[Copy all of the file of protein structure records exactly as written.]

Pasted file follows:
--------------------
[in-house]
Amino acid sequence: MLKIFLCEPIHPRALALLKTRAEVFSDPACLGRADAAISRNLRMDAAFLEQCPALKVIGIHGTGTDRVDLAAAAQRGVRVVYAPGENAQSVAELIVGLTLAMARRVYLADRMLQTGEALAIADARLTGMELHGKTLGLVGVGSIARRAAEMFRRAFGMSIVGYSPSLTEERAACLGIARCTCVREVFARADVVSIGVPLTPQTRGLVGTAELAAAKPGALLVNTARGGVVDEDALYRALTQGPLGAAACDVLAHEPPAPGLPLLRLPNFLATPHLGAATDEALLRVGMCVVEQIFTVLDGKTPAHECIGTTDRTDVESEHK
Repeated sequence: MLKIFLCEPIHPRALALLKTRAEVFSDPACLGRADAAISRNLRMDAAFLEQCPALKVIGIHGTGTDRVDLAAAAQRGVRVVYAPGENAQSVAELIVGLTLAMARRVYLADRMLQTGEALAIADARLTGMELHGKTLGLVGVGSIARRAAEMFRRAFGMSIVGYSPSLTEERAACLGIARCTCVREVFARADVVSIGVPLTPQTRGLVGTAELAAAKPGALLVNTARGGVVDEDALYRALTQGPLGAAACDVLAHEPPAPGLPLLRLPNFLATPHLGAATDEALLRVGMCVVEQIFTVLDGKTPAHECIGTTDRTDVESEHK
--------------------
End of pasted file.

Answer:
[in-house]
Amino acid sequence: MLKIFLCEPIHPRALALLKTRAEVFSDPACLGRADAAISRNLRMDAAFLEQCPALKVIGIHGTGTDRVDLAAAAQRGVRVVYAPGENAQSVAELIVGLTLAMARRVYLADRMLQTGEALAIADARLTGMELHGKTLGLVGVGSIARRAAEMFRRAFGMSIVGYSPSLTEERAACLGIARCTCVREVFARADVVSIGVPLTPQTRGLVGTAELAAAKPGALLVNTARGGVVDEDALYRALTQGPLGAAACDVLAHEPPAPGLPLLRLPNFLATPHLGAATDEALLRVGMCVVEQIFTVLDGKTPAHECIGTTDRTDVESEHK
Repeated sequence: MLKIFLCEPIHPRALALLKTRAEVFSDPACLGRADAAISRNLRMDAAFLEQCPALKVIGIHGTGTDRVDLAAAAQRGVRVVYAPGENAQSVAELIVGLTLAMARRVYLADRMLQTGEALAIADARLTGMELHGKTLGLVGVGSIARRAAEMFRRAFGMSIVGYSPSLTEERAACLGIARCTCVREVFARADVVSIGVPLTPQTRGLVGTAELAAAKPGALLVNTARGGVVDEDALYRALTQGPLGAAACDVLAHEPPAPGLPLLRLPNFLATPHLGAATDEALLRVGMCVVEQIFTVLDGKTPAHECIGTTDRTDVESEHK